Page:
Tuesday, October 21, 2014

Undertow (The UnderCity Chronicles Book 1) by S. M. Stelmack Excerpt

Undertow (The UnderCity Chronicles Book 1) by S. M. Stelmack
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Will be $0.99 Through http://ereadernewstoday.com/ on October 26th!

Lindsay Sterling's niece is missing in the New York underground and the cops do nothing except pass along a name Jack Cole. Twenty years ago they were good buddies but horrors have changed them both. Lindsay lost her entire family except for her niece in a car accident, and Jack was held captive in New York’s underbelly for nearly two years by demented sub-humans. It was a soul-sucking experience that’s left him a shell of a man. He refuses to descend into that hell again, especially for a girl who’s probably dead anyway. But when Lindsay is nearly killed there after going it alone, Jack feels compelled to save her skin. Jack navigates Lindsay through a strange territory, populated with the eccentric, the insane and the desperate. Each encounter takes them closer to Lindsay’s niece but also closer into the clutches of the mad creatures that will enslave them.


Jack swung himself into a sitting position and picked up the lighter. As he bent over the candles, she noticed on his left shoulder a crimson tattoo…no, a brand. It looked like one of the symbols she had seen in the tunnels, and on Dee’s jacket. The mark was large, about the size of her hand, its shape vaguely resembling that of a spider.

She instantly rearranged her face into a mask of blandness the second he looked up, a hint of mischievousness playing across his features. “Turn off the lights. The tree, too.”

She raised an eyebrow, but did as he instructed, leaving the room in candlelight.

“Now look at the jacket again,” he instructed softly. Jack held it up near the flames, and Lindsay grinned. It was magic. Dee’s handiwork had reappeared in the dark, brilliant and beautiful.

“That’s how it was made,” Jack said, his voice still low. “By candlelight. It’s not meant to be shown on television or in some store window. It’s a work of subtlety.”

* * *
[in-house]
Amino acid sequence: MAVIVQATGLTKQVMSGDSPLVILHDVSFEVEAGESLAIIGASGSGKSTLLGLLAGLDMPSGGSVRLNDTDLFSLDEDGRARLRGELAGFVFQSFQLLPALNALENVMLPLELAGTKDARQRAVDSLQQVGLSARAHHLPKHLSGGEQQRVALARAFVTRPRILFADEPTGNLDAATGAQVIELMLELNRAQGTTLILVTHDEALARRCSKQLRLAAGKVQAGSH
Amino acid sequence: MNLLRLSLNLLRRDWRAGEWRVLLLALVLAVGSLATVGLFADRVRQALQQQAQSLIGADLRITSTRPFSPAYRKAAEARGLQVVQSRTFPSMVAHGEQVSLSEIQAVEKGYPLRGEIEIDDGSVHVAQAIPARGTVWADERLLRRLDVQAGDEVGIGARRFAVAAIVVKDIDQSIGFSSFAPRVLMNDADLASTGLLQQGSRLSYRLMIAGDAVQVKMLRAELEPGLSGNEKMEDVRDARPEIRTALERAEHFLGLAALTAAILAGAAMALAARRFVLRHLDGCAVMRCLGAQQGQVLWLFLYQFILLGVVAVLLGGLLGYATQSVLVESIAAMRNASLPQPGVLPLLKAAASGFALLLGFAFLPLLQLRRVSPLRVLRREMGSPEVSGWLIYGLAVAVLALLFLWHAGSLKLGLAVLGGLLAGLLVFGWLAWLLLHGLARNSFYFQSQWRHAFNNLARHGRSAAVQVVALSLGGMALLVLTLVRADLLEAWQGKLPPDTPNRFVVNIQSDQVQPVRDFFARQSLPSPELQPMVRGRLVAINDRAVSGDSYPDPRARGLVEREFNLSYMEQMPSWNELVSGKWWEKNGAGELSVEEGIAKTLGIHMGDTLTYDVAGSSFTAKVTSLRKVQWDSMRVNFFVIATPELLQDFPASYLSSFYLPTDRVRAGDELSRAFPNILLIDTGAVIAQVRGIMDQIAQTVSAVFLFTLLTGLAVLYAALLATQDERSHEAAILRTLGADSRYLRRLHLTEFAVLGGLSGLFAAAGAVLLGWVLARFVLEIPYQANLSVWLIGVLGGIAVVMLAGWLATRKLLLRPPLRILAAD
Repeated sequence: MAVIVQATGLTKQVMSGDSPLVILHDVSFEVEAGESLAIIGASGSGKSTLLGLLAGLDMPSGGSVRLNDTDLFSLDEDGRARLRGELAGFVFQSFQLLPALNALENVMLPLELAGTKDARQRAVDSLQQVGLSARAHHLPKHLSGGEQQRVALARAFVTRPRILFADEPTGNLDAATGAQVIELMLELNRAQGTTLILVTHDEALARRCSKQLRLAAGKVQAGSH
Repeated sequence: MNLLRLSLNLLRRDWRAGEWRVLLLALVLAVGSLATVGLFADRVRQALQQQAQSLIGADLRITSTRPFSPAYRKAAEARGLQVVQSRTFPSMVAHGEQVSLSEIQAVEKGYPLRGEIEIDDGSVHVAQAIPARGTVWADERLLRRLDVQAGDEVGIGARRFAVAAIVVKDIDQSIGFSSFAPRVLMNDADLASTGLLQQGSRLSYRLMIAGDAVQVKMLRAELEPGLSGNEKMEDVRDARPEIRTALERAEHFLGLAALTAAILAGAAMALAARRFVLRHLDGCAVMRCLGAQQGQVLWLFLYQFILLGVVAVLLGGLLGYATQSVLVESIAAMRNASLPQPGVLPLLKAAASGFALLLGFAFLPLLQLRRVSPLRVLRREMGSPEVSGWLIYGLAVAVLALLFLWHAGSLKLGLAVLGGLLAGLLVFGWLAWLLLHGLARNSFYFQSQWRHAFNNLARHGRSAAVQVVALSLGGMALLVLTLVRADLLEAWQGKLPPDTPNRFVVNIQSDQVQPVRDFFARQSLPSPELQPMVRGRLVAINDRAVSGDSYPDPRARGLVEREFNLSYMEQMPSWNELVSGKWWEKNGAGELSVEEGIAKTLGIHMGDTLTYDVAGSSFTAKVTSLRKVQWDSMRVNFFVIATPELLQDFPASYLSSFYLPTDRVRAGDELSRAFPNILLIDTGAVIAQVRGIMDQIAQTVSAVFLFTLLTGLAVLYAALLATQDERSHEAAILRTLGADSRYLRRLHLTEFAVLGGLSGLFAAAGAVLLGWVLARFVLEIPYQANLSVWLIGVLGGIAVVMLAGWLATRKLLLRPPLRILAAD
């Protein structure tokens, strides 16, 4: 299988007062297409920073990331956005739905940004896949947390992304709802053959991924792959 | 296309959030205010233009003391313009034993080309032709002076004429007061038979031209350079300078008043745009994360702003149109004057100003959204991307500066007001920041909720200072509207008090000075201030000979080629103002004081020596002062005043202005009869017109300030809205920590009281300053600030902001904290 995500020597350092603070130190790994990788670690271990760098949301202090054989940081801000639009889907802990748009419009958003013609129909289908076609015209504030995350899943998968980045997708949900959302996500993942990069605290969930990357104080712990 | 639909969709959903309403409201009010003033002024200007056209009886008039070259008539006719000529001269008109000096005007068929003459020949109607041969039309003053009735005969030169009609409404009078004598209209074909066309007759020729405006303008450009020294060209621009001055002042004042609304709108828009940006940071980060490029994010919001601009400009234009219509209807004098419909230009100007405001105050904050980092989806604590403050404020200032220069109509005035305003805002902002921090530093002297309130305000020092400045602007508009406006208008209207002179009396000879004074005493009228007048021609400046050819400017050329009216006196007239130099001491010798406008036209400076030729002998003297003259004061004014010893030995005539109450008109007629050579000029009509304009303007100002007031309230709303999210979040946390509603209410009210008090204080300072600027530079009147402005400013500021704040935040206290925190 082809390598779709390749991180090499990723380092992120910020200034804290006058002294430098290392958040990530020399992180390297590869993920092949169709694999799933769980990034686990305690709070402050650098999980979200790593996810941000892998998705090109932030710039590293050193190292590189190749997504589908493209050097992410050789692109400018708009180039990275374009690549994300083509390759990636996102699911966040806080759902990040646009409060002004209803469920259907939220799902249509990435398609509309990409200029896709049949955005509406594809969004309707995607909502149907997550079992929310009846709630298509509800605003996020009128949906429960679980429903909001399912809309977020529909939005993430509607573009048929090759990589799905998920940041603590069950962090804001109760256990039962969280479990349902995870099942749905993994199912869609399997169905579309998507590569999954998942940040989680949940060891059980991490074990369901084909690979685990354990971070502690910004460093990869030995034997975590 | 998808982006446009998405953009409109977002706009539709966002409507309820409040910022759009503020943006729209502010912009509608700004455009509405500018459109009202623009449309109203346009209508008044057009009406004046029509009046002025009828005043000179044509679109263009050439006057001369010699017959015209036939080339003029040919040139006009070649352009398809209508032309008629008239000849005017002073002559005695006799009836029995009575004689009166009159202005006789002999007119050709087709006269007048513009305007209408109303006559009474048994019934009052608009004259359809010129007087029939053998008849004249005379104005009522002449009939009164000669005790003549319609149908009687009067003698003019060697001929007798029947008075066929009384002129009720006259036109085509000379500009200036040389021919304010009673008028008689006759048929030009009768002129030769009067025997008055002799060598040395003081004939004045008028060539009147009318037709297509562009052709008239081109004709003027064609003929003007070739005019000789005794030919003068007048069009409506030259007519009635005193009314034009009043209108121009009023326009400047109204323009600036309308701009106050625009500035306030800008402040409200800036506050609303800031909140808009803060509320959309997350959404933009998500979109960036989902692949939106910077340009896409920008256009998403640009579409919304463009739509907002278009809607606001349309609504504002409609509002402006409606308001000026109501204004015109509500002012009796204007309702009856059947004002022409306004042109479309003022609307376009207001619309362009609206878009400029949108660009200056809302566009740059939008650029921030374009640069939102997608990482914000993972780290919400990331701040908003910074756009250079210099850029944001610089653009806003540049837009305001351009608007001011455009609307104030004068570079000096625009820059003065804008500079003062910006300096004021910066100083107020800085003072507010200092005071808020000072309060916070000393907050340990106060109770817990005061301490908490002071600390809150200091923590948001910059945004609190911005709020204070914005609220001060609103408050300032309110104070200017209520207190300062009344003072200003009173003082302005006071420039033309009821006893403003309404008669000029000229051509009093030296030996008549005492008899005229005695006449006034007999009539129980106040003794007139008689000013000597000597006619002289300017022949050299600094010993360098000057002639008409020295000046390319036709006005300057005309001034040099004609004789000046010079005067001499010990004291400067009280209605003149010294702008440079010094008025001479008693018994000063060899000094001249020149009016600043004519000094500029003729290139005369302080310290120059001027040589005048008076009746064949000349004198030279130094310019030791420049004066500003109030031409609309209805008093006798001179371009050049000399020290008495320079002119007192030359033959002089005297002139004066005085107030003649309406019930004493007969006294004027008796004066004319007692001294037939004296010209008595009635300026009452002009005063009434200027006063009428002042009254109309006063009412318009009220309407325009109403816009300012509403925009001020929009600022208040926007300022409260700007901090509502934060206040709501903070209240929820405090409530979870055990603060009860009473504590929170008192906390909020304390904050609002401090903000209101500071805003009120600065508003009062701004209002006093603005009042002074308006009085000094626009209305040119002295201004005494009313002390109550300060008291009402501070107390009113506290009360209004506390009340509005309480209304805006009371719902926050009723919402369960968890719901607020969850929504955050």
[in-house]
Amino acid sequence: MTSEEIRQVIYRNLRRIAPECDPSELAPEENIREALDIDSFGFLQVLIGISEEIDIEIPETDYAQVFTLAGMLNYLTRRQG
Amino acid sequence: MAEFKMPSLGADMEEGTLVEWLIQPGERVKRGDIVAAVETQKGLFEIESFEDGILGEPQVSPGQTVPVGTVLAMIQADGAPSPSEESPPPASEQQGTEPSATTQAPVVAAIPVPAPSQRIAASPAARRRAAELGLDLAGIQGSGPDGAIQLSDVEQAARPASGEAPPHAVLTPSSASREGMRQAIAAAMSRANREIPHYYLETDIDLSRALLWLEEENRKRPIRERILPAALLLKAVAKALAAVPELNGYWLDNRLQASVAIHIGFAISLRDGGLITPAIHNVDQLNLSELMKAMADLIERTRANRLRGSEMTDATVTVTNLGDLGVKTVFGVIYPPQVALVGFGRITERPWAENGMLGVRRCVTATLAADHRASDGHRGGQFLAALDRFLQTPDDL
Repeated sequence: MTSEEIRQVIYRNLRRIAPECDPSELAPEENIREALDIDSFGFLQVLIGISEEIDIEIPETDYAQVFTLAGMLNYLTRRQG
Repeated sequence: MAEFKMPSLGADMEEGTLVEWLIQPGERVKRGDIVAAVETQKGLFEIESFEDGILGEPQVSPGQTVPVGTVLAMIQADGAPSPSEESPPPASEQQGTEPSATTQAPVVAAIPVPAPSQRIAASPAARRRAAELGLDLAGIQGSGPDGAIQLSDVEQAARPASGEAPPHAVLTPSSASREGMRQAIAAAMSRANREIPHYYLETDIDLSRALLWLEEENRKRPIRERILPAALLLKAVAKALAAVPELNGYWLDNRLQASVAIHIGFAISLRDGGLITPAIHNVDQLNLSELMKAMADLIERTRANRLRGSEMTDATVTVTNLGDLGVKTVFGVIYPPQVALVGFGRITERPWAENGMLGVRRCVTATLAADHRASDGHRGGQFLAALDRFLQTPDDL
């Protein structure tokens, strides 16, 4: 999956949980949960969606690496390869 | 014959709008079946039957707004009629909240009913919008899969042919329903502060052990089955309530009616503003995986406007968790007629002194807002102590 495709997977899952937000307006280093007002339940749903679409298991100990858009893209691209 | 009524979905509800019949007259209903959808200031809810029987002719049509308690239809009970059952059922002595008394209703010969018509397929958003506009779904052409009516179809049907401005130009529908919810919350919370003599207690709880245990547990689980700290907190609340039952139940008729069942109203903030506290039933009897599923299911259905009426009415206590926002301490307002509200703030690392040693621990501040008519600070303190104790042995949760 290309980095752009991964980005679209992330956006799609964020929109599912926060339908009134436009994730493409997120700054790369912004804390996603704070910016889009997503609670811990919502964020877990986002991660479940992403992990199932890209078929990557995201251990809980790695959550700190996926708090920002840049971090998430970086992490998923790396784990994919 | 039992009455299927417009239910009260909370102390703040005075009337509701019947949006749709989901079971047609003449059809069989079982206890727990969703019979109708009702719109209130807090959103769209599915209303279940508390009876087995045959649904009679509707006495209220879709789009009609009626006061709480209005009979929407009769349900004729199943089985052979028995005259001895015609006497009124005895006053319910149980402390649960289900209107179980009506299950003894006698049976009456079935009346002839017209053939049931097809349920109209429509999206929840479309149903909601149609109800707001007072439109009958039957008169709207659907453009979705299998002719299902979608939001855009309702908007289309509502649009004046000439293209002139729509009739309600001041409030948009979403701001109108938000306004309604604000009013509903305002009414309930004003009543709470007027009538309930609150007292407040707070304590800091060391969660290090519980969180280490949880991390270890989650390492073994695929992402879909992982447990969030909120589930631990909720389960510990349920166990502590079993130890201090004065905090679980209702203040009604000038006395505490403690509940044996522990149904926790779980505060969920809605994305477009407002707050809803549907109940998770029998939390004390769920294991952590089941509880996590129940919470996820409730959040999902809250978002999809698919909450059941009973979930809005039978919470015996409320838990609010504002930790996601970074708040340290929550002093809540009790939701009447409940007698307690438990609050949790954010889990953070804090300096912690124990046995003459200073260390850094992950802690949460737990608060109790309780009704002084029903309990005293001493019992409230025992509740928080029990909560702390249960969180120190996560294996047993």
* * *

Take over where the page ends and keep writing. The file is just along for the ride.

She nodded, understanding. Without thinking she sat down beside him on the makeshift bed to better see the jacket. She became instantly aware that their bare thighs were only a handspan apart. To jump up would appear awkward to say the least, so she focused on her purpose for sitting down.

“What do all these markings mean?” she asked, running her hand over the woven symbols.

“They represent places in the underground,” he answered, pointing. “That one is the MTA’s money room, that’s the gang tunnels under Chinatown, that’s the labyrinth beneath Columbia University. Some are real, like Sumptown. Some, like the Burbs, used to exist once upon a time. And some are legendary, like Beach’s City. They all carry a deeper meaning, too. Each place has a certain mood and history and imagery…” He trailed off. “Damn, I’m starting to sound like a professor again.”

“You know, that’s not a bad thing. You are a professor, Jack.”

He shook his head, his profile dark and stony in the flickering light. “No. I’m not. Not anymore.”

“Why not? What’s keeping you from going back to work, or writing a book, or—”

“Maybe a talk show appearance?” he continued sarcastically. “Or perhaps an article in People?”

Any urge to wrap herself around his body was utterly gone. Unless it was her hands around his neck. “I don’t get you, Jack.”

“I know,” he replied. “And trust me, that’s a good thing.”

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